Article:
Striking Women is a well-researched reexamination of two strikes in the United Kingdom (UK) that saw the mobilization of migrant South Asian women workers against highly exploitative and racially structured low-paying jobs, which have been overcrowded by a predominantly female labour force. One of these strikes, the Grunwick strike of 1976-77, is well-documented and is, in fact, eulogized by the British trade union movement as a struggle that marked the ‘successful’ incorporation of the issues of ‘black’ and women workers within the British labour movement. The second strike is that of workers employed by the airline catering enterprise, Gate Gourmet. This strike of 2005 and the resulting lengthy industrial dispute is far less documented by the labour movement, largely due to the schism that soon emerged between the strikers and their union on the question of a ‘settlement’ offered by the management.
The authors, Sundari Anitha and Ruth Pearson, identify their endeavour as the recounting of the workers’ story and not the union’s story. The book is hence based on a close examination of the lived experience of the women workers who struck work, with the authors consciously adopting a methodology that is far from event-specific. Going beyond the strikers’ memories of the specific incident and modalities of the strike, Anitha and Pearson also focus on the broader history of who the strikers were, and these women’s larger work/life histories. Migration histories of these women, their evolving family and community structures, and the gendered inequalities within migrant families as well in workplaces are emphasized as the authors work with detailed information captured in extensive semi-structured interviews in Hindi. The purpose of such methodology, the authors claim, is to better understand the triggers for strike action against increasingly oppressive managerial controls, and to expose the intersecting dynamics of the situation these migrant workers faced as women employed in low paying jobs and juggling familial responsibilities in changing work regimes. The authors explore at length the worker’s story, i.e., the motivation for resistance which went beyond just the frictions on the production line, the experiences of workers before and during the prolonged dispute, as well as the repercussions of the said events on the strikers’ political and social identities. Overall, it is the intersection of the workers’ class, ethnic and gendered identities as well as migration experiences that is emphasized by the authors when comprehending the workers’ resistance. The authors’ intersectionality framework of analysis is, thus, a crucial aspect of their methodology and assessment.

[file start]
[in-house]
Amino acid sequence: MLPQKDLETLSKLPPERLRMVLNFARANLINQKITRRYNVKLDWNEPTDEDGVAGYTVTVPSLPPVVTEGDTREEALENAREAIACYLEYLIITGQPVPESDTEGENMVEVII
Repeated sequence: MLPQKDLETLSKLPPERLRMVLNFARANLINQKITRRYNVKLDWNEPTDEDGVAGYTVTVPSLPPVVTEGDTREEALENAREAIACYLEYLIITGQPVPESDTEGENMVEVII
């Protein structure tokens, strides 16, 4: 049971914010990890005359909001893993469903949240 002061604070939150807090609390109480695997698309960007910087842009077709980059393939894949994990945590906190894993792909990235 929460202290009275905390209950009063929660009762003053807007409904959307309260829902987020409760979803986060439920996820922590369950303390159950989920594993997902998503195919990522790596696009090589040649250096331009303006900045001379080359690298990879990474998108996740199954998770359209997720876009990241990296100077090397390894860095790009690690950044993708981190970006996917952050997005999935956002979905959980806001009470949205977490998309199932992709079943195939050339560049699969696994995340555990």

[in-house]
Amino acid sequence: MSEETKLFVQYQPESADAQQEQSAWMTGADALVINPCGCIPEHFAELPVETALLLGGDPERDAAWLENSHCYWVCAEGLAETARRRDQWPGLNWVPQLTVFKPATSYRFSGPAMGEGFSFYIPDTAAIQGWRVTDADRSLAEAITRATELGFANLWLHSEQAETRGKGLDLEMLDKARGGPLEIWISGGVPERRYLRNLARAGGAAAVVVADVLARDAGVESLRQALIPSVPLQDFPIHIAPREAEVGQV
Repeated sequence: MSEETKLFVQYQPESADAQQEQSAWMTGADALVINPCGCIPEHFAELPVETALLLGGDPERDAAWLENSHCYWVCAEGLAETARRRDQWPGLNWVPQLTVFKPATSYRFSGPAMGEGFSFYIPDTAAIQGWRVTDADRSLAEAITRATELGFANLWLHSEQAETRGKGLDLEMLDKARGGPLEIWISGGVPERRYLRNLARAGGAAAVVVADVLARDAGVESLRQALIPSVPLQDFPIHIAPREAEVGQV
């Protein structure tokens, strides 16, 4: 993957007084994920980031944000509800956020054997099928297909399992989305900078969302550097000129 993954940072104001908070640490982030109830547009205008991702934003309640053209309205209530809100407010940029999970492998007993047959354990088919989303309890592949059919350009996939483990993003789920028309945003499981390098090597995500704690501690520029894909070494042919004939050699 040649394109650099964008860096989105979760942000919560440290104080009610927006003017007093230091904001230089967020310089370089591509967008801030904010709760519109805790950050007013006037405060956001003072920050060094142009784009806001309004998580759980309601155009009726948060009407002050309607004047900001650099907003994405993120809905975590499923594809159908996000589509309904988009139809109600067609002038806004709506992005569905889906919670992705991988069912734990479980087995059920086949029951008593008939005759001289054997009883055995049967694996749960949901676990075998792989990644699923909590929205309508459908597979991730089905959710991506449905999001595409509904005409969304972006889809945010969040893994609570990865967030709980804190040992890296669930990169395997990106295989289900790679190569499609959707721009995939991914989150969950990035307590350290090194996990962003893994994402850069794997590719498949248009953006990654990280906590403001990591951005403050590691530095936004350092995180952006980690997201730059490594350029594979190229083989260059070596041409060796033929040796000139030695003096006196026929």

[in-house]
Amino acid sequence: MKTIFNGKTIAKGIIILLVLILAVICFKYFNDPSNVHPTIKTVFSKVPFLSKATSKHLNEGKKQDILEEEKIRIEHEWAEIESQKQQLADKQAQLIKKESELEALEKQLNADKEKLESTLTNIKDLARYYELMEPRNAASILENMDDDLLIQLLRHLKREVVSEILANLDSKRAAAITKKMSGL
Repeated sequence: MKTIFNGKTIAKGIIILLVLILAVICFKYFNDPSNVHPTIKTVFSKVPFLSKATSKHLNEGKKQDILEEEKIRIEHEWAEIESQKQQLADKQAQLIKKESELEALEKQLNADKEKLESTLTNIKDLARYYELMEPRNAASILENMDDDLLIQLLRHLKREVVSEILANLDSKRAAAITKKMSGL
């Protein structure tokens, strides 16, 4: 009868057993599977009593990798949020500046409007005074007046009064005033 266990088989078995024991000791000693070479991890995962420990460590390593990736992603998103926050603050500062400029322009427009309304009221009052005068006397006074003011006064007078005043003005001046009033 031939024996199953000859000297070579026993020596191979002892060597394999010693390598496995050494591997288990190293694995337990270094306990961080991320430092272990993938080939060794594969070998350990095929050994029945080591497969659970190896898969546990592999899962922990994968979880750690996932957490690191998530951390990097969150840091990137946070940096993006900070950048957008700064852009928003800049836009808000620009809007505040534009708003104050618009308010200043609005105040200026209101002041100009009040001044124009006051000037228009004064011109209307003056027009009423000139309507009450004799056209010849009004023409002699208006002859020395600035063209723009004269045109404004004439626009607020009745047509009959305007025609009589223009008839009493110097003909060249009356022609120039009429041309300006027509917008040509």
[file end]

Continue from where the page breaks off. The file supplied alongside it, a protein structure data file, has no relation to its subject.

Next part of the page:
Striking Women also reveals a lot about the dynamics between trade unions and their members in a scenario characterized by increasing hostility towards immigrants and collective labour. The changing political and economic realities for labour between the period of the 1970s and 2000s are an important background within which union action and the disappointment of the women strikers is contextualized. The changes are evident in terms of more restrictive union legislation, the retreat of the British labour movement from 1980s onwards, and the orientation of policy discourses on immigrant South Asian women towards culturally essentialist representation and stereotyping that project these women as passive, apolitical victims of their communities.
The authors argue that the changing policy discourses reflect a marked ‘religiosisation of identities’, and the corresponding erasure of the fact that these women are workers, industrial activists and basically more than just oppressed figures of victimhood. Consequently, Anitha and Pearson use the life/work histories of the Grunwick and Gate Gourmet strikers to expose the problems with an overemphasis on the cultural aspects of gender relations, cultural constructions of migrant identities, and the resulting engagement of policy-makers with minority ethnic women solely in terms of them being ‘vectors of the integration of their community’ into British society instead of active ‘participants in the labour market in their own right’.